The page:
Budapest, an Unusual Mix of Two Cities Joined as One
A day in Budapest could be started at one of the many coffeehouses. A coffeehouse is a very good place to experience the local coffee and a pastry. Turkish bath’s and health spa’s are located all over the city. Most offer steam baths, saunas, massage services and other health related services. Baths are built around the many hot springs and thermal pools. Turkish baths are even party places on weekends. Traditional public baths such as Gellert and Szechenyi are wonderful places to experience authentic bathing with the locals.
The Royal Palace on Castle Hill is now holds three museums and National Szechenyi Library. It is a royal palace that was never lived in by the Hungarian Royal family. The original palace was destroyed in 1686. The current palace was built 1715 and then, added onto and changed over the years. It was reconstructed in 1904 only to be damaged during WWII and never repaired yet again.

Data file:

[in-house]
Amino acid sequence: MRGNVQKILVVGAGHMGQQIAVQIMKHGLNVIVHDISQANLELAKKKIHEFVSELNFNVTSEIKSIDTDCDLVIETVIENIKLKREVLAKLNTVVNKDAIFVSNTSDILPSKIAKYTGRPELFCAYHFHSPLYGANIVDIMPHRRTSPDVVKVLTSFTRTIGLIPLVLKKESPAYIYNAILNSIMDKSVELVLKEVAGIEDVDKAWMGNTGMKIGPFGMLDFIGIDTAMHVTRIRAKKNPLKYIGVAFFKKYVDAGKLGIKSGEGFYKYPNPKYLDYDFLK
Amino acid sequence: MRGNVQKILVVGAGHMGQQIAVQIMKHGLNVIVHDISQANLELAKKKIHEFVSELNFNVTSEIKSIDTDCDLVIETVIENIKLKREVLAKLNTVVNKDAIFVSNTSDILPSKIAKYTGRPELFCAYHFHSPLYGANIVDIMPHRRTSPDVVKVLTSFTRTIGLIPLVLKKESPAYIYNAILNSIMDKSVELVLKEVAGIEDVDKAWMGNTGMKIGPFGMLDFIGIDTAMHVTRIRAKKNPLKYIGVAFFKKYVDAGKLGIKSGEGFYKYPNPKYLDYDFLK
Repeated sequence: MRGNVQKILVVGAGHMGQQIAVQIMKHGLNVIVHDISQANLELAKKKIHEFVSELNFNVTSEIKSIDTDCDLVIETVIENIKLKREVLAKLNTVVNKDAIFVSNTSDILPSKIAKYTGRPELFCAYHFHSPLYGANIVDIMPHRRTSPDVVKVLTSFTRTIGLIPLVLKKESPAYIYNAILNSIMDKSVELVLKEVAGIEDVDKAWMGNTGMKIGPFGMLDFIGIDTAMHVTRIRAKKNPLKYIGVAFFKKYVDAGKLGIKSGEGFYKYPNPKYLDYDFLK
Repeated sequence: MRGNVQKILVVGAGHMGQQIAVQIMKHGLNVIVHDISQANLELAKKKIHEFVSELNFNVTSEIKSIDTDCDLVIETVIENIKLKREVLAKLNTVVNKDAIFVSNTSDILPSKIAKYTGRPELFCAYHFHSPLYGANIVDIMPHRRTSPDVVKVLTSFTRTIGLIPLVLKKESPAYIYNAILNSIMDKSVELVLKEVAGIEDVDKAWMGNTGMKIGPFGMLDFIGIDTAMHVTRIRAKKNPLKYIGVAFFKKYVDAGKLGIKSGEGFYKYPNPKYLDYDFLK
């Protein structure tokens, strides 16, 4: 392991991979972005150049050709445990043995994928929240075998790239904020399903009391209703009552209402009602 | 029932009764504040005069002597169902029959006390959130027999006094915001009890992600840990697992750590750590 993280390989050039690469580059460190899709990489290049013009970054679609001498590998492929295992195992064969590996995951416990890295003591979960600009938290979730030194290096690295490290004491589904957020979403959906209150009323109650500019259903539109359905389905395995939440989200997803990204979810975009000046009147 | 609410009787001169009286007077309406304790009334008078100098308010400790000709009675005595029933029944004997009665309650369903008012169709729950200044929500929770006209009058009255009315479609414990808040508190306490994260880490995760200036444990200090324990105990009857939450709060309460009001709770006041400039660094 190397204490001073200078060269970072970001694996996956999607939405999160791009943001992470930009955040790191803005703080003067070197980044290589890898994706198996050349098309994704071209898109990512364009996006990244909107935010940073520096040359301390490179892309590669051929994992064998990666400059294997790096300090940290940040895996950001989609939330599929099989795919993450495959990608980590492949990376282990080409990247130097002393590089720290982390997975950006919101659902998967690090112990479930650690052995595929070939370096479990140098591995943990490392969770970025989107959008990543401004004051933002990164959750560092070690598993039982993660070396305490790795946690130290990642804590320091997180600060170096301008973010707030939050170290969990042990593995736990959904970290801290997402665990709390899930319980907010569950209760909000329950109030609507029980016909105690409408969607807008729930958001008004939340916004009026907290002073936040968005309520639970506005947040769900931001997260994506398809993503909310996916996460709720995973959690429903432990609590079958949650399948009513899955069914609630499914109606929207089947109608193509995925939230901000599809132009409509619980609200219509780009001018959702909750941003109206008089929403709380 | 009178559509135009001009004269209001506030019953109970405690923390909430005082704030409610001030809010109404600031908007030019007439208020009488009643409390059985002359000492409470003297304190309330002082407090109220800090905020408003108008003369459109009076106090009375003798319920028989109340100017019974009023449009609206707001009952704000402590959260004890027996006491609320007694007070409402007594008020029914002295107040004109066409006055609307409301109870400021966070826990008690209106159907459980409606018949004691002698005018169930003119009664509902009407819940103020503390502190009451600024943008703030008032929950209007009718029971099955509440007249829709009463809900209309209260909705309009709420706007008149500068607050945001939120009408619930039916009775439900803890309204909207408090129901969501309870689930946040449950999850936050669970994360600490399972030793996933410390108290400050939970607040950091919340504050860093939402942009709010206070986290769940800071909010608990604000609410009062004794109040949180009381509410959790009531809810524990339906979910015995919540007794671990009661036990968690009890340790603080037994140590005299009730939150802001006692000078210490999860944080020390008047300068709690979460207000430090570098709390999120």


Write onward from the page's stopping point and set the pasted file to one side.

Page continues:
Cave walking is an unusual but healthy experience. The Szemlohegy cave, under Buda Hills, is used as a medicinal cave. The air in the cave is humid and 12 degrees Centigrade. It seems to help heal respiratory organs, or at least, help them. Szemlohegy cave has unusual peastone formations that glitter. Peastones form where hot springs run through limestone rock.
Budapest is the capital city of Hungary. It is actually the joining of two cities. Buda on the west band and Pest on the east bank of the Danube River combine to make Budapest the city it is. The history of starting out as a Roman town in 89 AD can easily be seen at the Aquincum open-air museum. The remains of amphitheatre can be seen, and the size only marvelled at. Excavations started in 1881 and the museum was created in 1894 and is still going strong, as is Budapest.
Buda Castle Quarter
The Hungarian State Opera House
Hungarian Parliament Building
Nyugati Railway Station